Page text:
In his latest collection of poems, The Tradition (2019), Jericho Brown, who grew up in Louisiana, writes about the ambivalence of living in a country characterised by mass shootings and violent attacks on unarmed people by the police. In his poems, the body forms a place of refuge for living and surviving. At the heart of The New Testament (2014) Brown looks at what it is like living in the USA today as a black gay man. The collection won him the Anisfield-Wolf Book Award and was listed by the Library Journal, Coldfront and the Academy of American Poets as one of the best books of the year. His first collection of poems, Please, won the American Book Award in 2009.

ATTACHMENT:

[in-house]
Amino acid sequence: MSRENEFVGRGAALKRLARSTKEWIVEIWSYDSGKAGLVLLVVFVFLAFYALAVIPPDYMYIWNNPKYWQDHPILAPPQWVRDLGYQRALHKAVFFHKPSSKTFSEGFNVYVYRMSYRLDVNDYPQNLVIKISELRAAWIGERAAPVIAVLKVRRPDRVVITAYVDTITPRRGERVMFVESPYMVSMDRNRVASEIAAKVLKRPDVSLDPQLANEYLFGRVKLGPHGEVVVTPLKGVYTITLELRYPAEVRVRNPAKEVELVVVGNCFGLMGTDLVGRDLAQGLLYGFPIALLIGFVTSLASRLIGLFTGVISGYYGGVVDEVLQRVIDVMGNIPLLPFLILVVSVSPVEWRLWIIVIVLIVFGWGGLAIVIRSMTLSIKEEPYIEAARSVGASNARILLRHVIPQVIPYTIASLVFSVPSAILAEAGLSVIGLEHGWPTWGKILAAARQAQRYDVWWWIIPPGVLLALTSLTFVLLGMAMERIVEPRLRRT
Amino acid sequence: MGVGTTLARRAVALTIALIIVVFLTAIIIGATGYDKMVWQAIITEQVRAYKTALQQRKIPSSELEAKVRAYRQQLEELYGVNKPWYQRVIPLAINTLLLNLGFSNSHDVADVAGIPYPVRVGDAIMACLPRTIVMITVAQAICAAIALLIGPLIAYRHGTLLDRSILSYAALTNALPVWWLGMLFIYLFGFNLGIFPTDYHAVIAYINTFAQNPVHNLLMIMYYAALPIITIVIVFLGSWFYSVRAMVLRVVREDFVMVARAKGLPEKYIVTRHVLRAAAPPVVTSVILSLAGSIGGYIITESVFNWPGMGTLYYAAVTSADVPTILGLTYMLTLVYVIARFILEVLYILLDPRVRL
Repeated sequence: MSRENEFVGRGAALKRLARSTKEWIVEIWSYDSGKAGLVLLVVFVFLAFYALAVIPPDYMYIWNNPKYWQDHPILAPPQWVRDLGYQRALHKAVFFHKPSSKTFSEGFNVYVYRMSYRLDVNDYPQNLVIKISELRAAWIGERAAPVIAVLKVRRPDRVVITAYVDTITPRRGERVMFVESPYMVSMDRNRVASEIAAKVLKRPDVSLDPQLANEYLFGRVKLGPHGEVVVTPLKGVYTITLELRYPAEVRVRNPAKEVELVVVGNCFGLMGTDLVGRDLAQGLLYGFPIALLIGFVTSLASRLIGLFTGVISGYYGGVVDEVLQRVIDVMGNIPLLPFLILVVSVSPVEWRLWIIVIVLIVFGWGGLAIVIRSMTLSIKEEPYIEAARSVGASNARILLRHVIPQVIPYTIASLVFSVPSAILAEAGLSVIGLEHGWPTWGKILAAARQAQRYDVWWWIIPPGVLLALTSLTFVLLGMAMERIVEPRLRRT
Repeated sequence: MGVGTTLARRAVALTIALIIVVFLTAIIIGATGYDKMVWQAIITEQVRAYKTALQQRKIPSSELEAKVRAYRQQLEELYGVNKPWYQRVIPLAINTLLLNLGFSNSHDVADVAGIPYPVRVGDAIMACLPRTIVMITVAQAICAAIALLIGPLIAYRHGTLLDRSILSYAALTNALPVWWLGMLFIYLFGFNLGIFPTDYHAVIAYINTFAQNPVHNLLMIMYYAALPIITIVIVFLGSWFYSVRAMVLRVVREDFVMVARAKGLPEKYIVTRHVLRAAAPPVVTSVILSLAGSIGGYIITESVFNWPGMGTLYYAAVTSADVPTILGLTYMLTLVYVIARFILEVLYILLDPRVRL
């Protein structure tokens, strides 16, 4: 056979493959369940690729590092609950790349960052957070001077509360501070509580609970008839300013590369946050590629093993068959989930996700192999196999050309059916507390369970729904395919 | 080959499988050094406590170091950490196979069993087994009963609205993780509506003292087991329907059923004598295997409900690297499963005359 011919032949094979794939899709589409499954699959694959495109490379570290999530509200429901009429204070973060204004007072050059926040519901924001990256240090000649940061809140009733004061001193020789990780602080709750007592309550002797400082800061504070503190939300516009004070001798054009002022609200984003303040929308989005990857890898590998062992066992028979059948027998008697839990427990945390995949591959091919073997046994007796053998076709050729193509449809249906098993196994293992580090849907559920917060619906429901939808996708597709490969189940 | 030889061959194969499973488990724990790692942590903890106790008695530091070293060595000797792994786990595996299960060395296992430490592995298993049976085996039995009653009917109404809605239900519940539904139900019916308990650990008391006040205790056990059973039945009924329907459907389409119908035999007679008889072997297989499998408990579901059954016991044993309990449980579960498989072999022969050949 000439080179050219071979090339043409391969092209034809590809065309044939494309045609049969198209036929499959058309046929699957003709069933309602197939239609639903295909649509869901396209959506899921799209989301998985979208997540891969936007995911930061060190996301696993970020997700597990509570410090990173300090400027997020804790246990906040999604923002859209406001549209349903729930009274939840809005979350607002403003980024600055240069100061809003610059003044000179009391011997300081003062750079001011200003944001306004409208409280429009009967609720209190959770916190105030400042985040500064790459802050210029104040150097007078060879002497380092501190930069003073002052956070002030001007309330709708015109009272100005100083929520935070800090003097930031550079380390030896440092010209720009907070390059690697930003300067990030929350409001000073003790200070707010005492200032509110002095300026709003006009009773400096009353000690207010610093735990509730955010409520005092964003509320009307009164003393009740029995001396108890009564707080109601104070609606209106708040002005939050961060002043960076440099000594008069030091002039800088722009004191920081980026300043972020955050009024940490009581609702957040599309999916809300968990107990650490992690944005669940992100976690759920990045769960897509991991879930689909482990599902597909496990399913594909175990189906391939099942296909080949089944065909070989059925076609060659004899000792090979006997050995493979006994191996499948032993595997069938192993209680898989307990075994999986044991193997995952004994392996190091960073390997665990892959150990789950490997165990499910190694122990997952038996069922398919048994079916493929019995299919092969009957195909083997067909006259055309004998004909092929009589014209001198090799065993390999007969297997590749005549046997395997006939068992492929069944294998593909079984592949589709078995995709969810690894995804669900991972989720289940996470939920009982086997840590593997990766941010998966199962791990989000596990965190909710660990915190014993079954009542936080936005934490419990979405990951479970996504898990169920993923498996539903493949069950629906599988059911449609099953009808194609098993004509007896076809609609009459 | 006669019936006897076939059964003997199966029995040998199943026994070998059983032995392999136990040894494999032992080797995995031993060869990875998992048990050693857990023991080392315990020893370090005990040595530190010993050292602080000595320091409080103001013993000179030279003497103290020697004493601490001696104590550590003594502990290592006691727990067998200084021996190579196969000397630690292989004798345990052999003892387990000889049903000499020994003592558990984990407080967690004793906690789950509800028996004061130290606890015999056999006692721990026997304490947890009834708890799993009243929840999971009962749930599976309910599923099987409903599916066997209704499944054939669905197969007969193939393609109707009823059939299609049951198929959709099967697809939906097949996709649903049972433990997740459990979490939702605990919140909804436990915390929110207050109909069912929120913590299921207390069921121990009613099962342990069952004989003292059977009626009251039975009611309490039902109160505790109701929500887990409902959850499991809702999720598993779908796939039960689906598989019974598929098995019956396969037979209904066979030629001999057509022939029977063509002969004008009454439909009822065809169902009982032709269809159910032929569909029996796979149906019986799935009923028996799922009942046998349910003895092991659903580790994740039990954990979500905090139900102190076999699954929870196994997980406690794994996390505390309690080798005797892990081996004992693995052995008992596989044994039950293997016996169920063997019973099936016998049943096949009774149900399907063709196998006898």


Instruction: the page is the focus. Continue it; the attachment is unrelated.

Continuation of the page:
Jericho Brown has won the Whiting Writers’ Award and fellowships from the John Simon Guggenheim Foundation, the Radcliffe Institute for Advanced Study at Harvard University and the National Endowment for the Arts.
His work has appeared in such places as Buzzfeed, The Nation, The New York Times, The New Yorker, The New Republic, Time and The Pushart Prize Anthology, as well as being included in several volumes of the anthology series The Best American Poetry. He teaches at Emory University in Atlanta as an Associate Professor and Head of the Creative Writing Program.